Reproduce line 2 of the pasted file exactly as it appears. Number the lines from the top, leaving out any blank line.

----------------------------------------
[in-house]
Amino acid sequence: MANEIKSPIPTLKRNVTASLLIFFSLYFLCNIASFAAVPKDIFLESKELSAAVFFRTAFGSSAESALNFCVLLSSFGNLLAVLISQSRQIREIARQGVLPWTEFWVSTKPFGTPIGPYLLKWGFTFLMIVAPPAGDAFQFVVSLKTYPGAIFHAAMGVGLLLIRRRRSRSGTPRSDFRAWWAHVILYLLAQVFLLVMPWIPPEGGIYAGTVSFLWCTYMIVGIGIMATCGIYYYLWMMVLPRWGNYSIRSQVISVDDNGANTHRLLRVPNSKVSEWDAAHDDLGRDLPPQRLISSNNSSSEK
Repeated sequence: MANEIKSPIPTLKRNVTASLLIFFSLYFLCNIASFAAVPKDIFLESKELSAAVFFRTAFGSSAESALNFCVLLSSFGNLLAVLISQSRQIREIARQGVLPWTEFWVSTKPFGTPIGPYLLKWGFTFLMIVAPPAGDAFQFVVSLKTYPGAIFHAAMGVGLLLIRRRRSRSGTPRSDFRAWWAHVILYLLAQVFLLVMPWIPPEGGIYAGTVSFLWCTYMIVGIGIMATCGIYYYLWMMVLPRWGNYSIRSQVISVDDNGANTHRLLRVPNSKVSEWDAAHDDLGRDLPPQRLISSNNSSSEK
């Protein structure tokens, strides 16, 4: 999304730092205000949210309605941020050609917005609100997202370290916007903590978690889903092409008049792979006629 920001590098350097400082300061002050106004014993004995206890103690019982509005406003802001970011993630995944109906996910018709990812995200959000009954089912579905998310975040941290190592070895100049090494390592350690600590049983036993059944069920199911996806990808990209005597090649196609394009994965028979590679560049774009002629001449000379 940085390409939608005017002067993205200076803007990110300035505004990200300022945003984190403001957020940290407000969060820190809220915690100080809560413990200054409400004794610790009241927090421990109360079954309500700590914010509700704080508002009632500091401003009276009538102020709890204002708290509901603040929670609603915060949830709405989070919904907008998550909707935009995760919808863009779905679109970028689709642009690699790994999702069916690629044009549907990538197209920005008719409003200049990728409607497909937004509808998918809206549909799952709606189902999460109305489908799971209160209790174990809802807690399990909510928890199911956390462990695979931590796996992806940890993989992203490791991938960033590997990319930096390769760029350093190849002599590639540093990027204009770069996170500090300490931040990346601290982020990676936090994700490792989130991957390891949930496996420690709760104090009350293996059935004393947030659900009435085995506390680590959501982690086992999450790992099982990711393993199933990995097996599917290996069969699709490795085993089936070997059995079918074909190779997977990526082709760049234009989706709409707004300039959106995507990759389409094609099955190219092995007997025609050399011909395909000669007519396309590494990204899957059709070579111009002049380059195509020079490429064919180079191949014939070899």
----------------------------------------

Amino acid sequence: MANEIKSPIPTLKRNVTASLLIFFSLYFLCNIASFAAVPKDIFLESKELSAAVFFRTAFGSSAESALNFCVLLSSFGNLLAVLISQSRQIREIARQGVLPWTEFWVSTKPFGTPIGPYLLKWGFTFLMIVAPPAGDAFQFVVSLKTYPGAIFHAAMGVGLLLIRRRRSRSGTPRSDFRAWWAHVILYLLAQVFLLVMPWIPPEGGIYAGTVSFLWCTYMIVGIGIMATCGIYYYLWMMVLPRWGNYSIRSQVISVDDNGANTHRLLRVPNSKVSEWDAAHDDLGRDLPPQRLISSNNSSSEK